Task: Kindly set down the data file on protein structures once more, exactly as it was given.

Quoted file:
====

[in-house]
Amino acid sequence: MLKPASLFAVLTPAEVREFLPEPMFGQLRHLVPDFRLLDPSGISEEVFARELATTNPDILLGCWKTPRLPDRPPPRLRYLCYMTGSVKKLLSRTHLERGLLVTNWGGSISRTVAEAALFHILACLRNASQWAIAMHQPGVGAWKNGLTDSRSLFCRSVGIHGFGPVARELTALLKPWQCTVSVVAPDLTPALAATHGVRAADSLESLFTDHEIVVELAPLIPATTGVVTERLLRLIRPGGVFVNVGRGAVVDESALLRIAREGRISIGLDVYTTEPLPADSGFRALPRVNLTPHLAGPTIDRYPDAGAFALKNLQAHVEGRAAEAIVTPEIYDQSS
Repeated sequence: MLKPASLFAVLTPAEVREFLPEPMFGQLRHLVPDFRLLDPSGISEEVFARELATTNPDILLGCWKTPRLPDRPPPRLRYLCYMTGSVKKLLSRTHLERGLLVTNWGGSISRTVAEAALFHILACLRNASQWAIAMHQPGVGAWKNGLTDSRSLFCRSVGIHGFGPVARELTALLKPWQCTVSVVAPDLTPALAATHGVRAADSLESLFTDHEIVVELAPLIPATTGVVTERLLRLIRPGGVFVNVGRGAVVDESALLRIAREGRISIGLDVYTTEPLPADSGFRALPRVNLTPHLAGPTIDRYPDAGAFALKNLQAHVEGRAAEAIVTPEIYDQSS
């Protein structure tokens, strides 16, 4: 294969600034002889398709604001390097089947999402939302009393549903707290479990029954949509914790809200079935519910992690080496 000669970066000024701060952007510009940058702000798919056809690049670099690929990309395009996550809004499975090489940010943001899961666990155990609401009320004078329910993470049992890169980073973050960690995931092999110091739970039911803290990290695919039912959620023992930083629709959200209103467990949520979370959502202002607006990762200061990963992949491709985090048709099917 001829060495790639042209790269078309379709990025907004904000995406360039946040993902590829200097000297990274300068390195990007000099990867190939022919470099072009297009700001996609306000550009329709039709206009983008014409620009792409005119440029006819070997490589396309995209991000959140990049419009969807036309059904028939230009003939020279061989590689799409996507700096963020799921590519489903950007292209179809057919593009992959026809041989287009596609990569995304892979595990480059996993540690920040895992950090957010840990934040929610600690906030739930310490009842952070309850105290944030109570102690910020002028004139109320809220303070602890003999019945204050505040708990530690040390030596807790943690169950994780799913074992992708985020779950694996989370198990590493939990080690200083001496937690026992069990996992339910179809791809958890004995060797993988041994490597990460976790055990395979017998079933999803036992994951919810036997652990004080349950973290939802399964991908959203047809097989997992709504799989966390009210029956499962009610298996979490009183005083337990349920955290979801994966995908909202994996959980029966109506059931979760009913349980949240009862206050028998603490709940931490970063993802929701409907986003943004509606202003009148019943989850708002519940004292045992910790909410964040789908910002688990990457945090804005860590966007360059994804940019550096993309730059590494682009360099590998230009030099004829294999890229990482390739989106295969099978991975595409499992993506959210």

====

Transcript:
[in-house]
Amino acid sequence: MLKPASLFAVLTPAEVREFLPEPMFGQLRHLVPDFRLLDPSGISEEVFARELATTNPDILLGCWKTPRLPDRPPPRLRYLCYMTGSVKKLLSRTHLERGLLVTNWGGSISRTVAEAALFHILACLRNASQWAIAMHQPGVGAWKNGLTDSRSLFCRSVGIHGFGPVARELTALLKPWQCTVSVVAPDLTPALAATHGVRAADSLESLFTDHEIVVELAPLIPATTGVVTERLLRLIRPGGVFVNVGRGAVVDESALLRIAREGRISIGLDVYTTEPLPADSGFRALPRVNLTPHLAGPTIDRYPDAGAFALKNLQAHVEGRAAEAIVTPEIYDQSS
Repeated sequence: MLKPASLFAVLTPAEVREFLPEPMFGQLRHLVPDFRLLDPSGISEEVFARELATTNPDILLGCWKTPRLPDRPPPRLRYLCYMTGSVKKLLSRTHLERGLLVTNWGGSISRTVAEAALFHILACLRNASQWAIAMHQPGVGAWKNGLTDSRSLFCRSVGIHGFGPVARELTALLKPWQCTVSVVAPDLTPALAATHGVRAADSLESLFTDHEIVVELAPLIPATTGVVTERLLRLIRPGGVFVNVGRGAVVDESALLRIAREGRISIGLDVYTTEPLPADSGFRALPRVNLTPHLAGPTIDRYPDAGAFALKNLQAHVEGRAAEAIVTPEIYDQSS
């Protein structure tokens, strides 16, 4: 294969600034002889398709604001390097089947999402939302009393549903707290479990029954949509914790809200079935519910992690080496 000669970066000024701060952007510009940058702000798919056809690049670099690929990309395009996550809004499975090489940010943001899961666990155990609401009320004078329910993470049992890169980073973050960690995931092999110091739970039911803290990290695919039912959620023992930083629709959200209103467990949520979370959502202002607006990762200061990963992949491709985090048709099917 001829060495790639042209790269078309379709990025907004904000995406360039946040993902590829200097000297990274300068390195990007000099990867190939022919470099072009297009700001996609306000550009329709039709206009983008014409620009792409005119440029006819070997490589396309995209991000959140990049419009969807036309059904028939230009003939020279061989590689799409996507700096963020799921590519489903950007292209179809057919593009992959026809041989287009596609990569995304892979595990480059996993540690920040895992950090957010840990934040929610600690906030739930310490009842952070309850105290944030109570102690910020002028004139109320809220303070602890003999019945204050505040708990530690040390030596807790943690169950994780799913074992992708985020779950694996989370198990590493939990080690200083001496937690026992069990996992339910179809791809958890004995060797993988041994490597990460976790055990395979017998079933999803036992994951919810036997652990004080349950973290939802399964991908959203047809097989997992709504799989966390009210029956499962009610298996979490009183005083337990349920955290979801994966995908909202994996959980029966109506059931979760009913349980949240009862206050028998603490709940931490970063993802929701409907986003943004509606202003009148019943989850708002519940004292045992910790909410964040789908910002688990990457945090804005860590966007360059994804940019550096993309730059590494682009360099590998230009030099004829294999890229990482390739989106295969099978991975595409499992993506959210």